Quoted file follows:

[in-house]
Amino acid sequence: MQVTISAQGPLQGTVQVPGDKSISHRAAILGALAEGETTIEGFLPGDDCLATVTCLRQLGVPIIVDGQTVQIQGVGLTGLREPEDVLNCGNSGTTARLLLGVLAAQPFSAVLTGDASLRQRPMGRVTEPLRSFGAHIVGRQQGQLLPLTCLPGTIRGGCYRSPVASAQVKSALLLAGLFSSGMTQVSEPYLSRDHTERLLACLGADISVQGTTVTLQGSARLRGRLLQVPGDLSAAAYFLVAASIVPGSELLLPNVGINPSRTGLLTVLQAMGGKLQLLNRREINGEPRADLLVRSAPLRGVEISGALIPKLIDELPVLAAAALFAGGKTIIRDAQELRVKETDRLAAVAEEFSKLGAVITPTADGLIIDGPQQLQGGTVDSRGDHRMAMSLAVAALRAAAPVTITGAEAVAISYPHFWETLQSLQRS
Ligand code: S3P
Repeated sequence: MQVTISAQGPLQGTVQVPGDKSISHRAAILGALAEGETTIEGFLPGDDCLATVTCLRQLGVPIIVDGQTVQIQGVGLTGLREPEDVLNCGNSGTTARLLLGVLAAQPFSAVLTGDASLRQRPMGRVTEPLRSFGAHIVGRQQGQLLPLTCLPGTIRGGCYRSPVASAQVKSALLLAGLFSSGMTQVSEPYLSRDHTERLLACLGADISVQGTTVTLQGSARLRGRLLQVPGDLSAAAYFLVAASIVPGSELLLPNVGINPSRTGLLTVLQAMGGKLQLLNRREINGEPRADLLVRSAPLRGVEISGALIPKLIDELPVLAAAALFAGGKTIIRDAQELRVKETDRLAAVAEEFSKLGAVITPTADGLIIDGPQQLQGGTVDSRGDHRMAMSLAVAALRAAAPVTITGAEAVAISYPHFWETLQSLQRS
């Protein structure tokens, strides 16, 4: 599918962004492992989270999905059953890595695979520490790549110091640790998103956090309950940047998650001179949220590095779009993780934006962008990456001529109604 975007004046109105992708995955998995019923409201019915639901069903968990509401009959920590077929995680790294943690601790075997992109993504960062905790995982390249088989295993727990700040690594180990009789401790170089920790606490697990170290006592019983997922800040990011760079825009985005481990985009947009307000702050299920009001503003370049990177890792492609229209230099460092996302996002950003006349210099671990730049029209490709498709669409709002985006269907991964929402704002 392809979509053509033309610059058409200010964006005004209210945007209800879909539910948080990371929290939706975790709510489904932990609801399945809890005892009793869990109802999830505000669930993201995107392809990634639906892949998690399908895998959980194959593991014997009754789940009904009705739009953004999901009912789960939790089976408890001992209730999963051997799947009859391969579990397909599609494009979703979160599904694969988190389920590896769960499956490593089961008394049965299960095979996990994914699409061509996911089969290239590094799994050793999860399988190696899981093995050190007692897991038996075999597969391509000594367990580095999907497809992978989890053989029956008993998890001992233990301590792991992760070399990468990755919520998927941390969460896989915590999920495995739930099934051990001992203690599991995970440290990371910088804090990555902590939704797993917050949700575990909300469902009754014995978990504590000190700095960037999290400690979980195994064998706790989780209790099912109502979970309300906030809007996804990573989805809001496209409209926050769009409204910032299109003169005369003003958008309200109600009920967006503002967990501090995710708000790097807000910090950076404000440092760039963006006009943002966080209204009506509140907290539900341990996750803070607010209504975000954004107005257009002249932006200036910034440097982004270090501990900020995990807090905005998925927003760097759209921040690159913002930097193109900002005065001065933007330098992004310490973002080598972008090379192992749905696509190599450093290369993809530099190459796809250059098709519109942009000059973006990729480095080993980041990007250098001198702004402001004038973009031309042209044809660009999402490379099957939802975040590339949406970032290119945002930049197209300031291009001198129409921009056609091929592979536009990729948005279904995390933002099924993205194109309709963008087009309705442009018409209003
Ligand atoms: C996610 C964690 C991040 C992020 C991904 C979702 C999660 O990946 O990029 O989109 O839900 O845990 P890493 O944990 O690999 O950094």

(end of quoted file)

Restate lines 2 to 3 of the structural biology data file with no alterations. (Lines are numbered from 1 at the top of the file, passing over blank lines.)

Amino acid sequence: MQVTISAQGPLQGTVQVPGDKSISHRAAILGALAEGETTIEGFLPGDDCLATVTCLRQLGVPIIVDGQTVQIQGVGLTGLREPEDVLNCGNSGTTARLLLGVLAAQPFSAVLTGDASLRQRPMGRVTEPLRSFGAHIVGRQQGQLLPLTCLPGTIRGGCYRSPVASAQVKSALLLAGLFSSGMTQVSEPYLSRDHTERLLACLGADISVQGTTVTLQGSARLRGRLLQVPGDLSAAAYFLVAASIVPGSELLLPNVGINPSRTGLLTVLQAMGGKLQLLNRREINGEPRADLLVRSAPLRGVEISGALIPKLIDELPVLAAAALFAGGKTIIRDAQELRVKETDRLAAVAEEFSKLGAVITPTADGLIIDGPQQLQGGTVDSRGDHRMAMSLAVAALRAAAPVTITGAEAVAISYPHFWETLQSLQRS
Ligand code: S3P